- Have the lens front focus at f/1.5, reach focus at f/2.8-4 ,and hit focus at f/5.6 and smaller
- Have the lens focus dead-on at f/1.5, miss at f/2-4, and become usable again at f/5.6 and on.
The first observation is that finding a prewar f/1.5 Sonnar that is not totally trashed is not particularly easy. Fortunately, at least cleaning marks are not an issue on uncoated lenses unless someone used Soft Scrub as an optical cleaner. Which does happen from time to time.
The second is that in the central part of the frame, this lens is very, very sharp. It has decent performance at f/1.5 if you optimize for that aperture, loses precise focus from f/2.8-f/4, and comes roaring back at f/6.3. If you keep with the original collimation (or an approximation of it, you get really sharp pictures around f/2.4, getting better through f/8.
The third is that the coatings on postwar Sonnars are not moving the ball much in terms of performance. Because this was the last fast Sonnar I obtained, it’s easier to compare this to the 1961 Carl Zeiss version. The 1937 model performs similarly in most ways. It is very slightly softer, with contrast that is almost at the level of a 1977 Jupiter-3.
Flare is only slightly improved by coatings, and they do not resolve the “rainbow circle” flare that afflicts every Sonnars (even multicoated Sonnetars) when a point light source is just out-of-frame. The one unique failure mode is strong side lighting (from the looks of it between 75 and 90 degrees to the lens axis), which can cause a veil across the entire surface. This also happens to a lesser degree with postwar Sonnars and copies, just not quite to the same degree.
Overall performance is strikingly close to the postwar, if you allow for slightly improved spherical aberration on the older lens. The postwar version is a tiny bit sharper, but seems clear that this comes at the expense of bokeh, which goes from smooth disks to ringed disks. If you care about that stuff.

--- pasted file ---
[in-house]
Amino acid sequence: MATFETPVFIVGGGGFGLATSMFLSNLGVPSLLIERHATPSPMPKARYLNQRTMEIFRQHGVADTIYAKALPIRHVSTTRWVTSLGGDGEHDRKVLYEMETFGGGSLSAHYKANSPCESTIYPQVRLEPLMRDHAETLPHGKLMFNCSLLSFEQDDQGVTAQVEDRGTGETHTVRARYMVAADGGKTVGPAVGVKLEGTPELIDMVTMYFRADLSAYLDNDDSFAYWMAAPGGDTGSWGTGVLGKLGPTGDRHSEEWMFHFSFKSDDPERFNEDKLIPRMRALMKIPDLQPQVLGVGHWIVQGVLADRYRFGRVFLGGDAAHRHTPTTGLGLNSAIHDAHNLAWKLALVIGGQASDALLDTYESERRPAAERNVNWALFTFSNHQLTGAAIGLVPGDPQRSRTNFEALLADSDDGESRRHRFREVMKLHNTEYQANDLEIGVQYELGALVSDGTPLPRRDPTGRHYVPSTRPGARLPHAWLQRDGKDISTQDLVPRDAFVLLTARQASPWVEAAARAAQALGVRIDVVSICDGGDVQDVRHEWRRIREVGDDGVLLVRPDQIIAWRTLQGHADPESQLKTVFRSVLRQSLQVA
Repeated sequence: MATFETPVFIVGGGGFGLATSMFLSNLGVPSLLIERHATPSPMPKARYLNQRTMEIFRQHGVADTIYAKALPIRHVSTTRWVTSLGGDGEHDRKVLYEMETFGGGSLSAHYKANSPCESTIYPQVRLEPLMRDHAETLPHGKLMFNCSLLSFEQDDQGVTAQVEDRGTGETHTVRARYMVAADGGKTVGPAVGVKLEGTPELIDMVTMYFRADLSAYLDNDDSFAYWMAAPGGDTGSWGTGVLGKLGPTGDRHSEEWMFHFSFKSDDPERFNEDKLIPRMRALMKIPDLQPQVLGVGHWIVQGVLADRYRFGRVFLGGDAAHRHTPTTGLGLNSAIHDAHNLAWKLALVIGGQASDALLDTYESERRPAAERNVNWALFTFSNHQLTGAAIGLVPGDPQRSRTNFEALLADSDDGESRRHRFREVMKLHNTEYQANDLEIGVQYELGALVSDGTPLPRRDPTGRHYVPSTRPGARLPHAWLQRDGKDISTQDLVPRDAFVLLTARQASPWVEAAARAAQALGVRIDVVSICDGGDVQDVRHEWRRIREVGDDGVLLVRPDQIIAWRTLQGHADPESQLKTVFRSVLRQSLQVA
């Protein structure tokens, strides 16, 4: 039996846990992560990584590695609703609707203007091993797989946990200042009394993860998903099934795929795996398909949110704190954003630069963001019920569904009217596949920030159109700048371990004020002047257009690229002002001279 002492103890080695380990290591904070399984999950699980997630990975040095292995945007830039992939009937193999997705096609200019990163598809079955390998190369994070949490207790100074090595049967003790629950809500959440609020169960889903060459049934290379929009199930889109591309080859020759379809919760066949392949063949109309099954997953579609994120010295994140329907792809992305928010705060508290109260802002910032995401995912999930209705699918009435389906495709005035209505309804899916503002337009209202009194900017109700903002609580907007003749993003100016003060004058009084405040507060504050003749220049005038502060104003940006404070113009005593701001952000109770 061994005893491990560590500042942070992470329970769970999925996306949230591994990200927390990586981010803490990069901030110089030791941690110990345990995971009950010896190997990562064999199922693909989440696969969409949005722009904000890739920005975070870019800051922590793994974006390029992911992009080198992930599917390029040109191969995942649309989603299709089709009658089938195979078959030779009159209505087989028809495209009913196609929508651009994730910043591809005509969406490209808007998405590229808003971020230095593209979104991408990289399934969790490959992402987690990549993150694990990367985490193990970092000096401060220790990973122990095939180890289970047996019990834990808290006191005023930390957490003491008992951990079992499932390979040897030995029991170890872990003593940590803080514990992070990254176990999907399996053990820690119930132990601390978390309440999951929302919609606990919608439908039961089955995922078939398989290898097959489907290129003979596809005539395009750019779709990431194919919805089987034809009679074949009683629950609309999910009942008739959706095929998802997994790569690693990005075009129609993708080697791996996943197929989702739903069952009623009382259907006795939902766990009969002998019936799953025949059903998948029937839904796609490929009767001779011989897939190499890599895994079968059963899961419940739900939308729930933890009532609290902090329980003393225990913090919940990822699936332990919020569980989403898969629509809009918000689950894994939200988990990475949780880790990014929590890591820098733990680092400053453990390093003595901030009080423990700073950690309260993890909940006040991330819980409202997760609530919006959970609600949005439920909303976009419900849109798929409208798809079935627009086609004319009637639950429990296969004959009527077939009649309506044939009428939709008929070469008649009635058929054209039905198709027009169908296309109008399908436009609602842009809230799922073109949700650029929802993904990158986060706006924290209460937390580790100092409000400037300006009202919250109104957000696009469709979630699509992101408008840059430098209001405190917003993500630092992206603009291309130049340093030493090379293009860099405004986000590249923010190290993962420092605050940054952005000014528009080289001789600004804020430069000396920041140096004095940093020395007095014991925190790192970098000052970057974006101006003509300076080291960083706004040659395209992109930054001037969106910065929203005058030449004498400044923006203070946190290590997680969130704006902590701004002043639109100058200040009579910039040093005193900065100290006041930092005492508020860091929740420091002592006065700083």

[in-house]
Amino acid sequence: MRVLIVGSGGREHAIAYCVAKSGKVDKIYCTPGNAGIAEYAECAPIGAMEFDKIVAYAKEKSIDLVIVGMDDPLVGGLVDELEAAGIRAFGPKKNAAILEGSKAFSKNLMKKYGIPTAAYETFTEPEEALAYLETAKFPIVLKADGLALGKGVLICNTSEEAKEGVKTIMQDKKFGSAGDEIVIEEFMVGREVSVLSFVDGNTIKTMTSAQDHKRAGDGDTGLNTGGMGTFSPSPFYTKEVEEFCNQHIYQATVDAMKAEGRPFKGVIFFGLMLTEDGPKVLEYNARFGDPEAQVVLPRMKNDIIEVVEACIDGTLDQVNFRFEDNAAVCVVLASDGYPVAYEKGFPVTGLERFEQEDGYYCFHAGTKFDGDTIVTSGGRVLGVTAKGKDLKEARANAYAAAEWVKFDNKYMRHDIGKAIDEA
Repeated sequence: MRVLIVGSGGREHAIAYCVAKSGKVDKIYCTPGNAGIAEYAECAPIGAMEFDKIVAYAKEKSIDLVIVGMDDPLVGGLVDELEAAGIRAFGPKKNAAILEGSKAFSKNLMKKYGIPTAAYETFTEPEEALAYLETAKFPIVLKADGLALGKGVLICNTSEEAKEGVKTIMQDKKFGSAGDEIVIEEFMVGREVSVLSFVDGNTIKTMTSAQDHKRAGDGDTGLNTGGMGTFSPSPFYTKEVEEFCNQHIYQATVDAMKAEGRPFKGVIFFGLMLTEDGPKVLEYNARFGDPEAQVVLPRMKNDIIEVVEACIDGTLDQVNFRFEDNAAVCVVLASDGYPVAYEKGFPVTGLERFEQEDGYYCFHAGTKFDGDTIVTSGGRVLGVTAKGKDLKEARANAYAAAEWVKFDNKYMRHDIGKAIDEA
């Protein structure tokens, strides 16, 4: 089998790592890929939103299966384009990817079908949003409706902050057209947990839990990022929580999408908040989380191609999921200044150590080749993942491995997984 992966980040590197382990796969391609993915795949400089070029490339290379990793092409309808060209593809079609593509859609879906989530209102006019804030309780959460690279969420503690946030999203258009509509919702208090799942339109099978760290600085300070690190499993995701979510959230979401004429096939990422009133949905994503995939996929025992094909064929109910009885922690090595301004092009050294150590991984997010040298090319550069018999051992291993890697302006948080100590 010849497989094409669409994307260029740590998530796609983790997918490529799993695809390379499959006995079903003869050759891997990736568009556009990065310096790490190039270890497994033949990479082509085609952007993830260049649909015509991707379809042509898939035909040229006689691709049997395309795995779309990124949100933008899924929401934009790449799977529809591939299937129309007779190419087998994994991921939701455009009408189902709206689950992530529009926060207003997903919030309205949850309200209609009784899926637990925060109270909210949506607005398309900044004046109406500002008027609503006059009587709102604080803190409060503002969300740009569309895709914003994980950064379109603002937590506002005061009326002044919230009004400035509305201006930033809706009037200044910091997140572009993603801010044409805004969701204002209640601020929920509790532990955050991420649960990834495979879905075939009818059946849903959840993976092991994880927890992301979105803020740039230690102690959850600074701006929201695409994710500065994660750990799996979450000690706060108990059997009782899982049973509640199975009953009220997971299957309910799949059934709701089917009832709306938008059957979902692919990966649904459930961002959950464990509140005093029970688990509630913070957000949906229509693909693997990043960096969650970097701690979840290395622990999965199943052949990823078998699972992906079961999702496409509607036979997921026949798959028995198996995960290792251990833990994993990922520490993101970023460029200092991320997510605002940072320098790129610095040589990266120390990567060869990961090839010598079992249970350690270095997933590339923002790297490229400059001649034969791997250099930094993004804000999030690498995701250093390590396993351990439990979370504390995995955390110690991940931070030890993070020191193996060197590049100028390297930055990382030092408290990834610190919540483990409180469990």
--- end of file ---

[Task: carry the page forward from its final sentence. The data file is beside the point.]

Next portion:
4. Roy Batty
The f/1.5 Sonnar was the proverbial candle that burned twice as bright, and by 1962 it was essentially extinct. The “twice as bright” part is doubly applicable to the 1960-1962 Car That it was so widely copied in the postwar era is puzzling. Granted, German patents were handed over to the Japanese, but in terms of sheer performance with coatings, there were already better lenses to copy (like the Xenon). Canon, Nikon, and Zunow all made their own versions. The Soviets made one too. Perhaps there was a “prestige” element to the Contax that was desirable to copy (though you would not have the all-important brand name). Or perhaps there was something about the mechanical design of a 3-group lens such that the cost of machining extra parts for 6 groups cost more than triple-cementing rwo groups. The world may never know. The fetishization of the Sonnar did not really get started until the mid-2000s and by then, it was based more on imperfection and “look” than a perception that it was actually better.
The prewar f/1.5 Sonnar is a worthy lens, though its relative scarcity does not exactly make it a value leader compared to postwar variants. As with any 50mm Sonnar, as long as you take care to control the placement of light sources, it can be another creative tool, if not a broader-use lens.
As you contemplate modern lenses, It is difficult to associate these optics with the proud civilizations that created them: Tokyo, Rochester, Sendai, Jena. They worshipped image quality, because it is strength that makes all other values possible. No picture survives without it. Who knows what delicate objective lenses have died out of the world, for want of the strength to continue.
It’s a long way from the Canon 7sz to Andre Agassi, from the Serenar to the EOS Kiss Merkur XR4ti (…or whatever the amateur model of the week is). Canon used to be a hard-core producer of Leica knockoffs, many of which were more functional, convenient, and reliable than the rickety prewar designs that Leica kept elaborating. The Canon P was a standout, as were the VI-L and the 7 series.